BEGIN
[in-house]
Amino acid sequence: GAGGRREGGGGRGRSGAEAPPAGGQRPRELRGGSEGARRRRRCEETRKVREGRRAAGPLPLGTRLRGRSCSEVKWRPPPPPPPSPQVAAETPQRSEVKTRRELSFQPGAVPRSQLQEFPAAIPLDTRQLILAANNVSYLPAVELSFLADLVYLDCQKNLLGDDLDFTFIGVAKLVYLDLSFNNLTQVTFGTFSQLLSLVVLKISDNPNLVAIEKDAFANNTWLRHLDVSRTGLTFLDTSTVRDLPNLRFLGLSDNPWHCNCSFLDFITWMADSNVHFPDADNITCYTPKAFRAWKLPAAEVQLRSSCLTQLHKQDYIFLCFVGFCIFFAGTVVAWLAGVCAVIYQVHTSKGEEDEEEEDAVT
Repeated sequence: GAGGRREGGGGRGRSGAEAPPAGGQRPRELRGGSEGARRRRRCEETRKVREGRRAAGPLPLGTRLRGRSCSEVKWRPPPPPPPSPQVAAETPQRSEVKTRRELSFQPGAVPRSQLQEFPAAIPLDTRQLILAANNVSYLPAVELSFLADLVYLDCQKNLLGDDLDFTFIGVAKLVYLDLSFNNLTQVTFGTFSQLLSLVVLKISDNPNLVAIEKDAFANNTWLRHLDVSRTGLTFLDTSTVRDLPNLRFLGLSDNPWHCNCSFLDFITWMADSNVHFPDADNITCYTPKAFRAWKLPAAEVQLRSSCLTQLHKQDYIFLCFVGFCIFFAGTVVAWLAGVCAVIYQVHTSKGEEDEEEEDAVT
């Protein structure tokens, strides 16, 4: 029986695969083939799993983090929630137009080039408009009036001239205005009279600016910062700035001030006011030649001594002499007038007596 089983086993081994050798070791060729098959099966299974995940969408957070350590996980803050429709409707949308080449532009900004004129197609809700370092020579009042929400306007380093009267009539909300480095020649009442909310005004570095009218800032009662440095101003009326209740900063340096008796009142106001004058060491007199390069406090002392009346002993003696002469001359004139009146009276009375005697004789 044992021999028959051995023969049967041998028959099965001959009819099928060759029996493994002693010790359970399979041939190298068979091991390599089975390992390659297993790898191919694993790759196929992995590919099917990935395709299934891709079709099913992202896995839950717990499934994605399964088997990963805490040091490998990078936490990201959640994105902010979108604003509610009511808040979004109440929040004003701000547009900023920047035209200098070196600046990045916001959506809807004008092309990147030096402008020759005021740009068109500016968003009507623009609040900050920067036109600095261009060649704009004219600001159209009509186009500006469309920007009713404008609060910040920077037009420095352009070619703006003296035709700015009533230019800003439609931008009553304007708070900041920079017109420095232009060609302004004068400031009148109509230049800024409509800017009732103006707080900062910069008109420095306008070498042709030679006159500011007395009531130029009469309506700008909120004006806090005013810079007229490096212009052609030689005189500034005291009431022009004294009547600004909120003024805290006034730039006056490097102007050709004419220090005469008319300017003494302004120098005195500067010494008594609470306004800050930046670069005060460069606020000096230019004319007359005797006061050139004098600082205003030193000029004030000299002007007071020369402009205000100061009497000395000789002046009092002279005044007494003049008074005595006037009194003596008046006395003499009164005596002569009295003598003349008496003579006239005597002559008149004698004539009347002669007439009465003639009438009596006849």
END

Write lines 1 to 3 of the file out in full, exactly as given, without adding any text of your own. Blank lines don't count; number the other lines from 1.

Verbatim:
[in-house]
Amino acid sequence: GAGGRREGGGGRGRSGAEAPPAGGQRPRELRGGSEGARRRRRCEETRKVREGRRAAGPLPLGTRLRGRSCSEVKWRPPPPPPPSPQVAAETPQRSEVKTRRELSFQPGAVPRSQLQEFPAAIPLDTRQLILAANNVSYLPAVELSFLADLVYLDCQKNLLGDDLDFTFIGVAKLVYLDLSFNNLTQVTFGTFSQLLSLVVLKISDNPNLVAIEKDAFANNTWLRHLDVSRTGLTFLDTSTVRDLPNLRFLGLSDNPWHCNCSFLDFITWMADSNVHFPDADNITCYTPKAFRAWKLPAAEVQLRSSCLTQLHKQDYIFLCFVGFCIFFAGTVVAWLAGVCAVIYQVHTSKGEEDEEEEDAVT
Repeated sequence: GAGGRREGGGGRGRSGAEAPPAGGQRPRELRGGSEGARRRRRCEETRKVREGRRAAGPLPLGTRLRGRSCSEVKWRPPPPPPPSPQVAAETPQRSEVKTRRELSFQPGAVPRSQLQEFPAAIPLDTRQLILAANNVSYLPAVELSFLADLVYLDCQKNLLGDDLDFTFIGVAKLVYLDLSFNNLTQVTFGTFSQLLSLVVLKISDNPNLVAIEKDAFANNTWLRHLDVSRTGLTFLDTSTVRDLPNLRFLGLSDNPWHCNCSFLDFITWMADSNVHFPDADNITCYTPKAFRAWKLPAAEVQLRSSCLTQLHKQDYIFLCFVGFCIFFAGTVVAWLAGVCAVIYQVHTSKGEEDEEEEDAVT